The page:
The Unmistakable Impact of Gender Inequality in Education

The impact of gender inequality in education is unmistakable. Over and over again, the statistics show that countries with the largest disparities between the number of girls in school compared to the number of boys in school tend to have weaker economies, slower economic growth, and higher rates of poverty.

For many poor nations, future growth and development will be the direct result of reducing gender inequality in education. That is their only path to becoming globally competitive.

The Ripple Effects of Gender Inequality in Education

What is Gender?

Gender is a social concept. Google defines it as “the state of being male or female.” Gender is not dependent on your sex, but gender roles are usually assigned based on your sex – whether you are male or female.

Gender roles are passed down from generation to generation and differ from place to place. They are societal constructs. Still, gender role and sex are often used synonymously.

Women, Education, and Dangerous Traditions

Throughout history, the world has known and grown accustomed to the pervasive idea that boys are stronger than girls. In many places, families are willing to do what is necessary to strengthen and educate boys to prepare them for success and independence as an adult. The same cannot be said for girls.

Every girl is born into a society that already has specific gender roles established for women. Those roles can be decidedly inflexible, depending on when and where a girl is born.

A woman’s role may be to stay home and take care of her family until she marries. A married woman may need to dedicate her time to caring for her husband, her kids, and her home.

In some cultures, poor families charge the daughters with the responsibility (or gender role) of becoming child laborers, going out to earn supplemental income for the family while the son attends school or learns a trade.

Often families do not emphasize the importance of education for young girls because of outside influences. In countries where there is no public education system, schools may be too costly, or too far away to send girls. In many cases, religious beliefs eliminate the need for girls to attend schools.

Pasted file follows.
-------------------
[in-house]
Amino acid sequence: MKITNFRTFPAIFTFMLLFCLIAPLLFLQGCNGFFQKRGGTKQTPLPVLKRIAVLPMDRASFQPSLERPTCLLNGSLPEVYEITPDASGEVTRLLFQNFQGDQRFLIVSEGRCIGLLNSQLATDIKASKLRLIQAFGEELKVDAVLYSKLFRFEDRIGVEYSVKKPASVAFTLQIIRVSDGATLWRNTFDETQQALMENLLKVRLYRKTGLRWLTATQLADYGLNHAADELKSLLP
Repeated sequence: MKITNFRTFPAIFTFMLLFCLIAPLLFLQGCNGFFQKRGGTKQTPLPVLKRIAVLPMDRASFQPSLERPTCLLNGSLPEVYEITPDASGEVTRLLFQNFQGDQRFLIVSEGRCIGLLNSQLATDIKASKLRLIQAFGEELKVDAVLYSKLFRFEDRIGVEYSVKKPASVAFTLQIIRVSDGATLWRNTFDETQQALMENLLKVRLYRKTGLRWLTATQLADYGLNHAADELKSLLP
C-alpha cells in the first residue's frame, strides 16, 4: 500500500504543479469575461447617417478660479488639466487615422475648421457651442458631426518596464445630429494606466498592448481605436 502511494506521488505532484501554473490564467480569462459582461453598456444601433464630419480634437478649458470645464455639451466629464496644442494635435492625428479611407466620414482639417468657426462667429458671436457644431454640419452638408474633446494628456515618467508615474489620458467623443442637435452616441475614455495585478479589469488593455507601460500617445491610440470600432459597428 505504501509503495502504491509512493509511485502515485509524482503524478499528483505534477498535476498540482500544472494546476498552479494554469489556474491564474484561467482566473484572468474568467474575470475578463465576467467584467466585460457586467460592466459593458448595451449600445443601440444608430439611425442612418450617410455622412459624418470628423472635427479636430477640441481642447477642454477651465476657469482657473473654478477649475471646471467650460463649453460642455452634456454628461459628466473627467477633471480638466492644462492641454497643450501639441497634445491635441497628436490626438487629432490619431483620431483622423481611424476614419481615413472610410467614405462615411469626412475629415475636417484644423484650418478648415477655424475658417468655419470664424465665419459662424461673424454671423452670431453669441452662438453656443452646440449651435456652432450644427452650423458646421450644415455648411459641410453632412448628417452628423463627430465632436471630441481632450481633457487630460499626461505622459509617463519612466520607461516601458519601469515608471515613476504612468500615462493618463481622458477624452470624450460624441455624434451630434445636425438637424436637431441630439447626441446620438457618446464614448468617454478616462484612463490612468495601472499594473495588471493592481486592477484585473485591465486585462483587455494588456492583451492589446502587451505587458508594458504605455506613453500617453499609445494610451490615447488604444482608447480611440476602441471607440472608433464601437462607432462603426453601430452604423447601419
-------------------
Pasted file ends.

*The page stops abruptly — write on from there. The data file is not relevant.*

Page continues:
You may remember in 2014, the Nigerian extremist group Boko Haram kidnapped nearly 300 young women from their boarding school in Chibok because they were pursuing an education. To date, only a few dozen of those girls have been returned.

Malala Yousafzai, the Pakistani activist for women’s education, was only 15 when a member of the Taliban boarded her school bus and shot her in the head. Her only crime was encouraging other young women to go to school.

How A Lack of Education for Women Keeps Poor Countries Poor

The World’s Women 2015 report published by the United Nations says women make up two-thirds of the world’s illiterate adults. Women and girls account for nearly two-thirds of the chronically hungry.

Around the world, 65 million girls are not in school, and a quarter of those who aren’t will never attend school.

The flipside is Unesco reports the number of the world’s poor people could be cut in half if all adults completed secondary education, the equivalent of high school. For many women, if they had gotten just one additional year of school as children, it would have increased their income by as much as 20 percent as adults.

The more educated citizens are, the more money they can earn, and the faster an economy can grow. The stability of a nation’s economy is the direct result of thousands upon thousands of individual households that also enjoy stability. You cannot have one without the other.

Having the Tools to Thrive

What would your city and state look like if half the poor people where you live suddenly had the tools to lift themselves out of poverty? The result would be more businesses, more jobs, more people working, and the desperation that leads to crime would evaporate.

Consider having better school systems, and more of them. Your state and local governments would enjoy a greater tax base that is the result of more people paying taxes, and everyone’s share of the taxes being less than what it is right now. Think of the blighted buildings and abandoned homes that could be restored and put to good use.

Think of the fresh, new crop of talented people, and the insights and human resources that would suddenly become available for your company, your startup, your women’s group, or your community association when women go from fighting to survive to orchestrating their own success.

Education can be seen as an option, or it can be seen as a necessity. The success or failure, the wealth or poverty of entire nations will ultimately be determined by how well a government prepares its citizens to become productive members of society. That includes women.

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